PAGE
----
For One Fine Arts Alum, Entrepreneurship Was in the Bag
Dan McKewen (2006, Fine Arts) founded Seagull Bags while he was still a student at CCAD. The company, which makes messenger bags for bicyclists and commuters, has proven wildly popular in Columbus and beyond. “I have been extremely blessed to work for myself,” he said. “I believe CCAD helped give me a ton of skills that have helped push me forward.”
We talked to him recently about his work, what led him to study art (spoiler: it involved an awesome high school teacher), and what he looks for in employees.
What led you to art school and to CCAD in particular?
I didn't necessarily grow up in a creative family. My parents were always very supportive with whatever I tried, but it was my high school ceramics teacher who really saw some potential. She suggested I put together a portfolio — just to see. My first thought was, “Yeah, right.” After a pretty brutal first critique, I went back and worked hard on it. I was pretty shocked to not only get in (to CCAD), but get a few sizable scholarships and grants. That really made it possible for me.
I went in with the desire to focus solely on ceramics. I continued with that focus but took to printmaking as well. CCAD was the best possible place I could have landed. I had really limited training going in, and that limited training was only in ceramics. The foundation year was what drew me in. I knew I would get the missing pieces that I didn't have.
When you were just starting out after college, what kind of a job did you think you wanted?
I was fortunate to have started Seagull while I was still in school at CCAD. I thought about trying to jump into the workforce immediately after school, but I saw a narrow window of opportunity to launch Seagull into something bigger. I took a risk and stepped into Seagull full time immediately after graduation. It hasn't been all roses and cupcakes, but it has been fulfilling work and invaluable as far as personal development.
How did you acquire your business acumen? Where would you point students who hope to run their own businesses?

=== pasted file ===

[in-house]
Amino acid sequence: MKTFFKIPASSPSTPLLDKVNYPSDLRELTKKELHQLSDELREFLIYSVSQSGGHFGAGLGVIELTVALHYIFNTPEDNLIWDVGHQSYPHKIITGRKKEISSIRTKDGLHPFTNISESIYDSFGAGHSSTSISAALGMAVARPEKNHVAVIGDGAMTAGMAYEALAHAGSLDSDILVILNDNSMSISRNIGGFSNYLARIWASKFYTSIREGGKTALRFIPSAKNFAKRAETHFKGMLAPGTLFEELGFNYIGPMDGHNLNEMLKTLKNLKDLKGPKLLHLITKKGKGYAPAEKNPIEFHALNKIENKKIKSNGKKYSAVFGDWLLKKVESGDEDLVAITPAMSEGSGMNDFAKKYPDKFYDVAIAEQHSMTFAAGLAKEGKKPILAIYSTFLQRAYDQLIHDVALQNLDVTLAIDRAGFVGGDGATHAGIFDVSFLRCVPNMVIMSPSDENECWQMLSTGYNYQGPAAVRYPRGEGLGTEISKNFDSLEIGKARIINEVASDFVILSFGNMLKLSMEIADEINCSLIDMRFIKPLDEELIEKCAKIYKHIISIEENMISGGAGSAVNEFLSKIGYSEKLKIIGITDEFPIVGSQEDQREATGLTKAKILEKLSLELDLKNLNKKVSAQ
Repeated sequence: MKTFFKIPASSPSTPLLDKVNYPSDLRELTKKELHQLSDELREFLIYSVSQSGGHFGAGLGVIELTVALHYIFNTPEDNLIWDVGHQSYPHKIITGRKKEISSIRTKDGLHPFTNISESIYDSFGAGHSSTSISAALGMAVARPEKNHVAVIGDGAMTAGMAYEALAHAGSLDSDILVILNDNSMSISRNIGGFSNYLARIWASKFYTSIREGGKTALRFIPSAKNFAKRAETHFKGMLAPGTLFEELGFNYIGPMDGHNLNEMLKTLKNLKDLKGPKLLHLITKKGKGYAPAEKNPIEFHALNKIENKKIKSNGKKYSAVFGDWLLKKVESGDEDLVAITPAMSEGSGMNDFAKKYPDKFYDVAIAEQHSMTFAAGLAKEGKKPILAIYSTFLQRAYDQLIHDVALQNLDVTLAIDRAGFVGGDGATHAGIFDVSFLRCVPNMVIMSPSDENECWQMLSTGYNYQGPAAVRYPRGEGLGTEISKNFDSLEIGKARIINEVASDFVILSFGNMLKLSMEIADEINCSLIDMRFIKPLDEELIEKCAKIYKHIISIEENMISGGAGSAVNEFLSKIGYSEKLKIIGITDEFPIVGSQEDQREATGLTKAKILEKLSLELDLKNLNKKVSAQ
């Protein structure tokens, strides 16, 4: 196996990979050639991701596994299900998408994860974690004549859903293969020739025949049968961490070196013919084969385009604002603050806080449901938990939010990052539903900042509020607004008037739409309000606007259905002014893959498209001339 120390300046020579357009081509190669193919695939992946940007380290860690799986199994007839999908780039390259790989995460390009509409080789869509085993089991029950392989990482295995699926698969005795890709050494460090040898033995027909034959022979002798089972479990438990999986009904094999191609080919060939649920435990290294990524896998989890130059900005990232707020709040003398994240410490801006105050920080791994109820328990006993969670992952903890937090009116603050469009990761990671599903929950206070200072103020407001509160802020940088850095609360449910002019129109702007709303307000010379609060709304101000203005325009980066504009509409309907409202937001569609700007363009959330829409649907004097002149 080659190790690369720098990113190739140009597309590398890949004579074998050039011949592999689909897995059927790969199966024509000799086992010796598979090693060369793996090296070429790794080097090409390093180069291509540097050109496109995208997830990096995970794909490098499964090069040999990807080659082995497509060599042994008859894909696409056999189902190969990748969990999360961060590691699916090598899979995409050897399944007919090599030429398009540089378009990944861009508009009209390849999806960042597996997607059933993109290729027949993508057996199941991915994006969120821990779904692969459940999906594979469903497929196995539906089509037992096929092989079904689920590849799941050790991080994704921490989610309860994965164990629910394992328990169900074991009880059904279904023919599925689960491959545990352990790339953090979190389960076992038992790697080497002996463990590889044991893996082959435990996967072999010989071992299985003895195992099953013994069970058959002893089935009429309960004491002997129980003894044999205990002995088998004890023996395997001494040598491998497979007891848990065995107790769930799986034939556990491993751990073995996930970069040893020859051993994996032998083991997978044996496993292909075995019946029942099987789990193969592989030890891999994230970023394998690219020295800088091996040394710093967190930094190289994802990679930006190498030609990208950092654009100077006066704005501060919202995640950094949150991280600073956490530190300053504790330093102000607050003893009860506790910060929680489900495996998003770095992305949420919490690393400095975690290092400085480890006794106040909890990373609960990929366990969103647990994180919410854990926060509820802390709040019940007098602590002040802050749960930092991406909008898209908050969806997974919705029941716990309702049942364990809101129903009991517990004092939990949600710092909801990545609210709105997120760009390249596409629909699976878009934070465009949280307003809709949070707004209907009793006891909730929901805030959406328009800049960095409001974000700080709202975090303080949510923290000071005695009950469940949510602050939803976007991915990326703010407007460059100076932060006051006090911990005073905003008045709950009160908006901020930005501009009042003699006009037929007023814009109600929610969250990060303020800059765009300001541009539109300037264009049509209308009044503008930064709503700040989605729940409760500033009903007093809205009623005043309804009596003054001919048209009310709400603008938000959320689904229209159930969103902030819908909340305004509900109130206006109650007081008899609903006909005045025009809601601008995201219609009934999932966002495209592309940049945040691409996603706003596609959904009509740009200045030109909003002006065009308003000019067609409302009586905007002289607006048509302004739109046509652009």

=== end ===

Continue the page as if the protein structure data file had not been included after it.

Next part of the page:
Most of the things I have learned over the years have been through trial and error. Unfortunately, I can be kind of stubborn. There are some amazing resources out there that can get you going the right way so you don't have to make every mistake like I did. Find someone you respect or know who owns a business and just reach out. Second, go to the library. Sift through as many resources as you can. The E-Myth Revisited: Why Most Small Business Don't Work and What To Do About It by Michael Gerber and Let My People Go Surfing: The Education of a Reluctant Businessman by Yvon Chouinard were two resources that really impacted me along the way.
When you hire people just out of school, what types of skills and qualities are you looking for?
I look for self-starters. The biggest money waster you can have is employees who stop innovating in their job. Clearly, a base level of skill is needed, but humility and a desire to learn are crucial elements of valuable self-starters.
Why did you choose to stay in Columbus?
I was born and raised in Columbus. I have had notions about moving to other places but honestly, Columbus is awesome. In the past few years, I think people are realizing this more and more. Seagull probably would do pretty well in a place like Portland, New York, or San Francisco. But Columbus is great. There is tons of opportunity, tons of awesome talent, and it's cheap to run a business.